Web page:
Tuesday 1 October 2013

Letting Go

It's just turned 1pm and so far today I have done the following: stripped guest bed, put on first load of laundry, prepared breakfast for family, dressed myself and little one, cleaned bathroom, cleaned up after breakfast, tried (& failed) to get little one down for a morning nap, unpacked delivered grocery shopping, put a second load of laundry on, finished off the soup I started last night, hung out laundry, put away clothes and toys, changed a light bulb, realised new light bulb is wrong size, sent a few emails, took little one on bus to get some fresh fruit and vegetables, made lunch, tidied up lunch, finally got her down for a nap, washed up everything and tidied kitchen, prepared dinner for tonight and lunch for tomorrow and got our bags ready for swim class once little one wakes. 

Why am I listing this?

Today a conversation, or theme has been following me and I wanted to write about it. I am not good at letting go when it comes to the house. I grew up in the kind of house where there was never a compromise on house work. Laundry was always attended to, things were clean and we rarely ran out of store cupboard things. Over the years I've worked hard to cut loose a little but the best improvement I've made in my perfectionism is admitting that when it comes to chores, I don't let go easily. In admitting this, I got better at managing it and believe it or not, that list is about half what it would have been ten years ago. 

Becoming a mother is a little similar. You have to admit that there's the person you want to be and then the reality of who you really are. For me, I wanted to be this calm, easy going zen like mother who let things like soup on the floor go and laughed in the face of routine. I'd thought I couldn't have children from the age of about 19. I'd been told it either wouldn't be possible to conceive, keep the baby or deliver safely. So in my mind, if I ever imagined being a mother, I would be the perfect mother because the sheer fact that I'd managed to have a baby would overrule any uptight behaviour. When I discovered that I was pregnant, that was the mother I wanted to be. 

Reality is a hard lesson and it's one I think so many women have to come to terms with in the first year of being a mum. I suspect it will be a lesson that I revisit over and over again at each knew phase of Playful Baby's life. Chatting to a friend today she said 'I really had to let go of my ideal image of motherhood though'. It struck a deep chord.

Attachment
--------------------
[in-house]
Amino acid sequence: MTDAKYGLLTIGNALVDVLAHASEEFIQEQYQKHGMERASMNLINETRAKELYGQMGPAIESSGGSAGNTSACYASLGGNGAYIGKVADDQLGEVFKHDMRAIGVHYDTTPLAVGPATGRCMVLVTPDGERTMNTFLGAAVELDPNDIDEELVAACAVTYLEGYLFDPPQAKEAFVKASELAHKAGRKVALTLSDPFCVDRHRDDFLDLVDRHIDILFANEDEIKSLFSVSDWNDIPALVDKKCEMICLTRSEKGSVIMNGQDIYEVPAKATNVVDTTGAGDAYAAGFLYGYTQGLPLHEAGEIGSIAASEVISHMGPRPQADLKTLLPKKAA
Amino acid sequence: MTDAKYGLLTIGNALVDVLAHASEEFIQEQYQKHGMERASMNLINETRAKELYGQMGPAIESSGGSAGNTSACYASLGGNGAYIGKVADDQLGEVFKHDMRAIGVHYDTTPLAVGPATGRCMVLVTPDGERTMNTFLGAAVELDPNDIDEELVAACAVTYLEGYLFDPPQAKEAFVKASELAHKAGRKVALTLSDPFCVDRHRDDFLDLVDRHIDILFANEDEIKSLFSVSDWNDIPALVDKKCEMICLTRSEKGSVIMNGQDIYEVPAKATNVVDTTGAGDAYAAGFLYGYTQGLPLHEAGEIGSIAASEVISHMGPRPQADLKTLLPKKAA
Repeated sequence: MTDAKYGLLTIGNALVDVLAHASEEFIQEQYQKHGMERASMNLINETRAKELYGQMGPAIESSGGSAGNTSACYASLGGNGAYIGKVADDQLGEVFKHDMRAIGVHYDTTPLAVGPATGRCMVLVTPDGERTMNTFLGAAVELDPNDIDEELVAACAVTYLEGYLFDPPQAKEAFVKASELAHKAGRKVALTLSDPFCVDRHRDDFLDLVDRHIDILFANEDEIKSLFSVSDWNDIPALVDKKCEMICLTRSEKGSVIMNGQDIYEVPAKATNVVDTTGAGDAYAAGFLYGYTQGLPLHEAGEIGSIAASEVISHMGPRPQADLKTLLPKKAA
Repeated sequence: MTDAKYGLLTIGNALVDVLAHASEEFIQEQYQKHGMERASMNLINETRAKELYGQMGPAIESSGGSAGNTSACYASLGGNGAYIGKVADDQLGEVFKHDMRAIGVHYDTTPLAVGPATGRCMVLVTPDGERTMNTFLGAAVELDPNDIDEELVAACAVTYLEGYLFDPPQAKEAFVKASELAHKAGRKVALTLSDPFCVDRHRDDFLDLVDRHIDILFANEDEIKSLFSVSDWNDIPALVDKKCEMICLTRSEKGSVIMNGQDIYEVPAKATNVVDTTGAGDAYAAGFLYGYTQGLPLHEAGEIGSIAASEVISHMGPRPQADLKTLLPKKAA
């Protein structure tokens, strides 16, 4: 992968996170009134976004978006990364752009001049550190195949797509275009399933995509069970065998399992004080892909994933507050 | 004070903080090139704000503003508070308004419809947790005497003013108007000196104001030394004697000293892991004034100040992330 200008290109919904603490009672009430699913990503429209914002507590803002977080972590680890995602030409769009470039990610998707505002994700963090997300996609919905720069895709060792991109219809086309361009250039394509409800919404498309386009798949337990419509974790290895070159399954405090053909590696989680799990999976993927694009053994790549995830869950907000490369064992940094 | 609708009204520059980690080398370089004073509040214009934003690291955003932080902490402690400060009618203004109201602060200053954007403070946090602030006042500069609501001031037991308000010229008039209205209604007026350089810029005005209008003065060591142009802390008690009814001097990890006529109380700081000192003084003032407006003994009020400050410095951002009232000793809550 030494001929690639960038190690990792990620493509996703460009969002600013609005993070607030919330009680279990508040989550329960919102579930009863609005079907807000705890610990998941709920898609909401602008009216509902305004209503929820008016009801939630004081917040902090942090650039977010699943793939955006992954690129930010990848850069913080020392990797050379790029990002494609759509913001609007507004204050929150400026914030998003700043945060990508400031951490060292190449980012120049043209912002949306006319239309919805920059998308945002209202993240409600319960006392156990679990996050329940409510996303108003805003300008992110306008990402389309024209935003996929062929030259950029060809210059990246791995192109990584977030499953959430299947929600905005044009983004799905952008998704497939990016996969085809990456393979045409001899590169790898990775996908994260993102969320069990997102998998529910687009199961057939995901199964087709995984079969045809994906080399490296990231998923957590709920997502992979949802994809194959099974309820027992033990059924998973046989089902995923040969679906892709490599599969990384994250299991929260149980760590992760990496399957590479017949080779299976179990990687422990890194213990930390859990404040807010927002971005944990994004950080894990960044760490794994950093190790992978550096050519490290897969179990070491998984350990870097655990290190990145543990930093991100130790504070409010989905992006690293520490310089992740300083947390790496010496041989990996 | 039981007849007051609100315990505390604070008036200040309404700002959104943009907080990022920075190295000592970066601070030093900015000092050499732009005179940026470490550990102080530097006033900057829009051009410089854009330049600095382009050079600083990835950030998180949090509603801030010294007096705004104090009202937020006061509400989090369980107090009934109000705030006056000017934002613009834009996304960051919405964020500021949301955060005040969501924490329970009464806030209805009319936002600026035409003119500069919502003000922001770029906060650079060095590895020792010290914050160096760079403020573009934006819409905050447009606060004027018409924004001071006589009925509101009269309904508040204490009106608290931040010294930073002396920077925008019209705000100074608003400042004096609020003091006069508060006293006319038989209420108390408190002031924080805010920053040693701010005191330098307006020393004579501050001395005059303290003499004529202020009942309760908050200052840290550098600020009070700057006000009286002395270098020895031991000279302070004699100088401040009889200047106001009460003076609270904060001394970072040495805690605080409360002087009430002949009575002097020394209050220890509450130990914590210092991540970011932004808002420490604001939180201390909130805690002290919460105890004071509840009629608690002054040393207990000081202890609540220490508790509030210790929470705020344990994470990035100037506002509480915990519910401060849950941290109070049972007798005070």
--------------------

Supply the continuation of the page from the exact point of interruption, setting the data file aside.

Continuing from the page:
I think we all put expectations on ourself as mothers, sisters, daughters, friends, partners and co workers. I think the difference between who we hoped to be and who we are can seem enormously vast. It's hard to navigate this chasm of difference when the fantasy seemed so appealing in the first place. 

Letting go doesn't mean giving up on that ideal. It just means I've stepped into the chasm where I can see both sides from where I stand. Hopefully I can take a little of each, mix it up and build a bridge between zen, chilled mum and the mum that drives herself so hard to have a clean house with fresh baked goods each day. 

It's now 1.30pm and I still have half a day left to tip the balance a little. Perhaps I'll sit here just a little longer, snuggled up in hand knits and ponder what fun route we'll take on the way to swimming. The emails and writing can wait till tomorrow. I need to sing, point at the ducks and laugh with mini one instead. 

1 comment:

Navel Gazer said...

Beautifully expressed. I also have perfectionist tendencies and focussing on the important things rather than trying to do everything is hard. And we are our own harshest critics.

What has guided me as the kids have been growing up is to consider what will make a memory for them, e.g. baking and being allowed to make a mess, or baking but me being uptight? or tidy the kitchen right now or spend an extra 10 minutes snuggling? Letting go is a skill to be learned and practise makes perfect.

I imagine you are a wonderful mum.